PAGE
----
Richard Steven HackJanuary 13, 2011 12:29 AM

This stuff reminds me of Charles Stross' "Accelerando" novel in which, quoting Wikipedia:

"They discover that they are being hosted in a Matrioshka brain, the builders of which seem to have disappeared (or destroyed by its own creations), leaving an anarchy ruled by sentient, viral corporations and scavengers who attempt to use newcomers as currency... The crew upload their virtual states into new bodies, and find that they are all now bankrupt, unable to compete with the new Economics 2.0 model practiced by the inner system."

Another descrption: "The supercomputing dyson spheres of the inner system created Economics 2.0 which ended up crippling human and posthuman economies. Economics 2.0 is made for the corporate AIs and optimized for them, and as flexible as posthumans are, they can't keep up."

And again: "Matrioska brains are the logical product of evolution, and around the time that they are created, the intelligence that created them tends to get outcompeted by business software, and they take over the whole brain."

I never quite got this business, but this post on trading glitches starts to make sense of it. Or not.

PhocksJanuary 13, 2011 4:44 AM

@ dob:

Really?
The USPS operates at a loss, and controls the bleeding by having a monopoly. Medicare operates at...a huge loss of course, but also is 'efficient' in the sense that they literally can mandate how much they want to pay, and the seller has to accept that price - which is why many private health systems (Mayo Clinic, anyone?) are flirting with opting out. The VA, AGAIN, isn't efficient, it simply has a ton of money. If you were a veteran, you might have tried using the system, and discovered that it is NOT the shining example of efficiency the government claims. The other agencies you mention, I do agree with you, but I submit that this is mostly because they are by government standards tiny organizations, and staffed by the sort of people who tend to be quite devoted to their profession. Look at OSHA, an organization similar in concept to the NIH, but operating as a bloated monster of ridiculous but 'common-sense' rules. Competency by a government body has become the exception, not the rule unfortunately.

GregJanuary 13, 2011 5:11 AM

Remember that some algorithmic trading will be driven by genetic algorithm that "learn", without anyone in any sense "understanding" why any given strategy works. Given that, it is highly likely that some trading programs have already independently discovered this so-called attack as a profitable trading strategy.

As to whether this is a good thing, well that's a different question entirely...

Daniel WijkJanuary 13, 2011 6:46 AM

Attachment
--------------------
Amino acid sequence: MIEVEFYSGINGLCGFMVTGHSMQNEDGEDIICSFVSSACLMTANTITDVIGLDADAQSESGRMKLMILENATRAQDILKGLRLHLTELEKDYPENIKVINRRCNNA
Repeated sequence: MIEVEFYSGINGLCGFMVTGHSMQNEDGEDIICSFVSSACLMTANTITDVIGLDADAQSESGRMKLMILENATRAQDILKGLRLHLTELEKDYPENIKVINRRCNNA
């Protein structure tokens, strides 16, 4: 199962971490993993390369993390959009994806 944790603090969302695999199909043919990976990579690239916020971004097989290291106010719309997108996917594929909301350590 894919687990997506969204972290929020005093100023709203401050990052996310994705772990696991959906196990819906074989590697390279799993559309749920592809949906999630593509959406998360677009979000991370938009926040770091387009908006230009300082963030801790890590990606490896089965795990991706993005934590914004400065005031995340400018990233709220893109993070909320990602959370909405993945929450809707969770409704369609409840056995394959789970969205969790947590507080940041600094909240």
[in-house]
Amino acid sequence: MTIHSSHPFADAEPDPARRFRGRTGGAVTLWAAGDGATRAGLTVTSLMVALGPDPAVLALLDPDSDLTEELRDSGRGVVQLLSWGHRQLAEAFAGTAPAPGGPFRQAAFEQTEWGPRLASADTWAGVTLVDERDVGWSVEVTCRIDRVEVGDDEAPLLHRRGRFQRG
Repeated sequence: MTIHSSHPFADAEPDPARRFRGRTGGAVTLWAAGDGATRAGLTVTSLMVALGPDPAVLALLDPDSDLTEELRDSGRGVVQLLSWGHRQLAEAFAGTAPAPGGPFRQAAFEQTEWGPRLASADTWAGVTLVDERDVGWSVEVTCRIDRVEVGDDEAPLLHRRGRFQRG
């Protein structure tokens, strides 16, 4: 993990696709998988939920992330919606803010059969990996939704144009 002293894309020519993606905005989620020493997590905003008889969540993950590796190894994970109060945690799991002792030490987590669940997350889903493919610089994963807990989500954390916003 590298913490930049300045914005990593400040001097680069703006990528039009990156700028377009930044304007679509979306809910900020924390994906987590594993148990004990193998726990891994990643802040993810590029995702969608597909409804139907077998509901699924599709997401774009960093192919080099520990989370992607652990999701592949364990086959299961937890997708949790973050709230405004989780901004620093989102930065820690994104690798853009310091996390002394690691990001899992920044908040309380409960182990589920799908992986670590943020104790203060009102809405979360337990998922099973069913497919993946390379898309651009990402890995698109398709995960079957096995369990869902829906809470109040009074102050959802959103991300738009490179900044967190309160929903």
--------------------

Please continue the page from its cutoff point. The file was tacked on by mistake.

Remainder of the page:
Greg: I find it a little hard to believe that the system itself took that descision thou.

Most likley they have constraints as well as to not cause them to commit to illegal action without the owners consent.

Dirk PraetJanuary 13, 2011 8:25 AM

@ Daniel Wijk

I wouldn't put my money on that assumption.

Having done quite some programming myself in my day - and I occasionally still do - , I know just how hard it is to prevent even ordinary users from subverting a system in an interactive environment. When working with complex learning algorithms in a high-speed environment with minimal human interaction and limited knowledge of what to anticipate and what to constrain - most of this stuff probably being version 1.0 - this becomes even more difficult.

Add to that that many programmers still are more concerned with getting a program to run rather than getting it to run safely, I don't think Greg's idea is that far fetched.

JohnJanuary 13, 2011 8:45 AM

I don't see the value of allowing 800,000 trades in 1 second. I mean, obviously the exploitative money-making algorithms here are able to twiddle the market machine a bit and play bot-wars to siphon money into their accounts; but what's the greater advantage to the economy overall?

My solution to this problem is to boundary every trade to 1 second. So queue all trades received between 13:17:26 and 13:17:27; make their effective execution time 13:17:27, not 13:17:26.{000-999}. Enjoy.

Ender of Microsecond TradesJanuary 13, 2011 9:17 AM

The simple solution is to institute a tax on trades inversely proportional to the length of time holding a stock:

50% of the price of the stock if selling a stock held for one minute;
1% of the price of the stock if selling a stock held for one day.

Millisecond trading would dry up in a hurry and actual investors (who hold the stock for a year or more) would barely be affected.

VoodooTruckerJanuary 13, 2011 10:15 AM

Sounds like latency testing attacks on CPUs. Try different orders, see how long they take to complete. You might be able to tell how many other people have placed similar bids by how long the database takes to return a result. (Just a guess, I know about computers, but nothing about trading)

Doug CoulterJanuary 13, 2011 10:37 AM

@RobertT,
Thanks for the info, I've suspected as such, and even kind of confirmed some of your observations, just sitting watching trades go down "trade by trade" or more accurately about about 1 sec intervals. Maybe it helps that I did a lotta years at signal processing, but to my eyes many of the patterns are under-damped oscillations as you say.